There are areas where she has worked hard to assert her independence. Among those, the one that is most noteworthy involves her clothes. Within two or three years of her diagnosis she was not selecting clothes that she would have worn before her Alzheimer’s. At that point, I was new to dealing with such things and would let her know that what she was wearing was either soiled or inappropriate for a particular occasion. She often resisted my suggestions. I have learned to be more accepting, but I still intervene depending on just how soiled or inappropriate her attire. Over time we have both done some accommodating, but she has done more. That means she has become more dependent on me.

This dependence has evolved and has often been her own choice and not mine. There are now times she specifically asks me to get her something to wear. This seems to occur when she has looked for something but hasn’t found anything she thought was right. It is almost as if she has been overwhelmed by the choices. There are a lot of clothes in her closet. Although I have gotten rid of many things that no longer fit, I have also added many new clothes. Whatever the cause, it is clear that she sometimes wants my help.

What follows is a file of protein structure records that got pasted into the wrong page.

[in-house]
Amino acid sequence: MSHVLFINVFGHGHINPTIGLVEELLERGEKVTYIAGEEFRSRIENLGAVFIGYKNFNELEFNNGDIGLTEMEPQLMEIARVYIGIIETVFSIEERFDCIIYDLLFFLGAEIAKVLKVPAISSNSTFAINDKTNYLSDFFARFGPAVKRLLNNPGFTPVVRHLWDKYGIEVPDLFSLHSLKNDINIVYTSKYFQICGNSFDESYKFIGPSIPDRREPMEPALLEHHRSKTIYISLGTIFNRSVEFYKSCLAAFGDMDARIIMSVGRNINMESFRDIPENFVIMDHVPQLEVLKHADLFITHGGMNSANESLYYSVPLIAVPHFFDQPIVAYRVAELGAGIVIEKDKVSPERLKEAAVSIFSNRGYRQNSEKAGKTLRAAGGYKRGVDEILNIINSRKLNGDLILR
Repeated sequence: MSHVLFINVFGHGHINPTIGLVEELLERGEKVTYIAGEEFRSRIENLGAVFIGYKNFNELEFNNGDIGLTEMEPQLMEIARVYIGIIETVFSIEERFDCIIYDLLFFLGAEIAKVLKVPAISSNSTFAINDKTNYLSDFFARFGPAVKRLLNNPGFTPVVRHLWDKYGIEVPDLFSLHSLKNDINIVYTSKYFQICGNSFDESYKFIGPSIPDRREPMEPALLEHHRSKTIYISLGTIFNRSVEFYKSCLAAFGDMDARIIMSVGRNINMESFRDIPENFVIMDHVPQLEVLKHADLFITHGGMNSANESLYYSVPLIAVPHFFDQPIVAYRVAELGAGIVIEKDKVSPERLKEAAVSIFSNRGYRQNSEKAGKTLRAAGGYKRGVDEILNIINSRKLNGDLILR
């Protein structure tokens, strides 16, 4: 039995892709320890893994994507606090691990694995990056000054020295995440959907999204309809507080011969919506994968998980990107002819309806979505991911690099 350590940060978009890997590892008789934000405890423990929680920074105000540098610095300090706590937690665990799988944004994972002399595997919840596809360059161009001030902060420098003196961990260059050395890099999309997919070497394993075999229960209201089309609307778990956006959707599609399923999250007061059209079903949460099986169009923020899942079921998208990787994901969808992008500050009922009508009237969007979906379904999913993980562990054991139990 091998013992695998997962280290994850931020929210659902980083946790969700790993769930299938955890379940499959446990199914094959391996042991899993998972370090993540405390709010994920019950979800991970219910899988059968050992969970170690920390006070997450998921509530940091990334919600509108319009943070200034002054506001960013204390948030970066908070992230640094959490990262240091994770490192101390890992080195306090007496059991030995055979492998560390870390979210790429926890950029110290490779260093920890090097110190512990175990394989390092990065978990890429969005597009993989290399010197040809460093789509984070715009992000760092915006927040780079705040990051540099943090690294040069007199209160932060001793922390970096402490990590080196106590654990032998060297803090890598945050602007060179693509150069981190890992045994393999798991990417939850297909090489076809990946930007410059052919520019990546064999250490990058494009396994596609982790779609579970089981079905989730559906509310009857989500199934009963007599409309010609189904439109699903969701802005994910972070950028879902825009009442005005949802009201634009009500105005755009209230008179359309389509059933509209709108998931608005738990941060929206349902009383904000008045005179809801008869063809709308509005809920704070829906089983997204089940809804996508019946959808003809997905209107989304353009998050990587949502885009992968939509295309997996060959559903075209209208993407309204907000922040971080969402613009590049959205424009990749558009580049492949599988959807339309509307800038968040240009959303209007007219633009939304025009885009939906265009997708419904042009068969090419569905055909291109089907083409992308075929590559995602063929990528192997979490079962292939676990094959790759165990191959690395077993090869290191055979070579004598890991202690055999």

The same thing is true about dressing. I would never have thought about helping her dress until she has struggled with getting them on. I generally ask if she needs help. Often she says she doesn’t. Other times she says she does.
One other area in which she asserts her independence involves my taking her hand when we go up or down stairs or curbs. Sometimes she wants my hand. Many times she does not, and she often refuses sternly. I always do what she wants, but I try to watch her closely in these situations to see if she needs help.

I see other signs that she may be working hard to maintain a sense of independence. For example, she is more careful now than three or four years ago when it comes to maintaining a measure of order with her clothes. She no longer lets her clothes accumulate on the furniture and floor of the bedrooms. In addition, she is trying to make up our bed each morning. It’s not done quite the way she would have done it before her Alzheimer’s, but it is immeasurably better than in the past few years.